Topless Russian Cadets Spark Scandal With Viral Dance Video

A general view of an old Soviet Aeroflot advert painted on the side of a building on November 10, 2011 in Samara, Russia. Harry Engels/Getty Images

A group of young cadets in Russia's most prestigious flight school have caused a nationwide scandal with a video of their half-naked shenanigans, wearing nothing but their underwear, flight caps, neckties and BDSM paraphernalia.

In the clip a camera follows the scantily-clad group of aspiring pilots through the halls of their building, each of whom is rhythmically performing some sort of household task, while thrusting their hips to the beat of the music. The tasks range from the practical, such as ironing a shirt or wiping glass surfaces clean, to the more demonstrative—straddling an open door or licking a banana in a close-up shot.

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With the pilots performing their routine to Benny Benassi's song "Satisfaction," the footage is a tongue-in-cheek homage to the track's original music video, in which a group of skimpily-dressed women do construction-related tasks.

The video culminates with over a dozen cadets dancing together in a room, while one of them does pushups on the sidelines.

Posted in time for Tatiana Day, an annual holiday in Russia for all students, the video was likely an attempt by the cadets to share a joke with other young Russians celebrating the end of the winter exam session. Officials and state-run media have not seen the funny side of it at all.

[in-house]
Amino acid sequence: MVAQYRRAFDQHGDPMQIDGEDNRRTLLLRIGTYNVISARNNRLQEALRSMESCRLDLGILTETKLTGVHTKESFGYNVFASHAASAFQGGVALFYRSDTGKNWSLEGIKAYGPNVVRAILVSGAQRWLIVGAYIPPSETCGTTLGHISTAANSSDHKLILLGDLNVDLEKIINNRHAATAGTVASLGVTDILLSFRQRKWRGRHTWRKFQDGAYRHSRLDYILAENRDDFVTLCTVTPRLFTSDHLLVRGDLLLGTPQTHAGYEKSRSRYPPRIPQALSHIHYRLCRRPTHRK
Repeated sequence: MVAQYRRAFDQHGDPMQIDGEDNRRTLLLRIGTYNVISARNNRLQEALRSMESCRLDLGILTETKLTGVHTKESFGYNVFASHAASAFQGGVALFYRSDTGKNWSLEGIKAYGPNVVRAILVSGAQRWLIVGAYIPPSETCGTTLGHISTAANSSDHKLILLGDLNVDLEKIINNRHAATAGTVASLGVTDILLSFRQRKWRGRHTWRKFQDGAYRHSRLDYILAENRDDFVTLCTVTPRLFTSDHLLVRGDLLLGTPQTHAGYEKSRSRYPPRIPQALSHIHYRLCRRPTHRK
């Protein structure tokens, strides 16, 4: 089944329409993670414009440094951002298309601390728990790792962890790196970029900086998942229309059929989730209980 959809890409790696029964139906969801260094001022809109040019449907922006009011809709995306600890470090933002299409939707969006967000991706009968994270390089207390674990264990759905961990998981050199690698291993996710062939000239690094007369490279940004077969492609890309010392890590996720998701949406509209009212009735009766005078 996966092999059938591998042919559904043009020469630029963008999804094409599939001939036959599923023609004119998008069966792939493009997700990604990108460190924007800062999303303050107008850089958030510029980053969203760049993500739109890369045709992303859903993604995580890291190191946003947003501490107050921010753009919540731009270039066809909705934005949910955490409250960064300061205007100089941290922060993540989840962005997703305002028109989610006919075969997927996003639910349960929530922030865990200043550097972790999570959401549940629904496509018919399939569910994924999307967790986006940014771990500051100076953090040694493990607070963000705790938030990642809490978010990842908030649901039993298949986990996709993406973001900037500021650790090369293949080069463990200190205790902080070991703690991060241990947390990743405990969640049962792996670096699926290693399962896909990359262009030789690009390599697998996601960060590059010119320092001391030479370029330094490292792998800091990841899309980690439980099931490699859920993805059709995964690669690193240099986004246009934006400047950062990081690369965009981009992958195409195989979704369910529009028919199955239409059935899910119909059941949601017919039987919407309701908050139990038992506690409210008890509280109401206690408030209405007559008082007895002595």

The scenes are "reprehensible and uncouth," one state TV report raged. "This is unlike anything that has happened in the 90-year history of civil aviation," the Russia's government-funded news channel Rossiya 1 declared.

In the state-run Ulyanovsk Institute of Civil Aviation, where the cadets appear to be studying, officials are investigating the video to find out the identities of the students and determine their punishment. Sergey Krasnov, the school's rector, has dismissed the attempt at humor as inappropriate.

"If they had joked like that at home, nobody would have batted an eyelid," he told the Ren TV channel. "They were, after all, in civil aviation caps. The most serious thing is that this is the attitude toward our veterans, to the airmen above, by freshmen."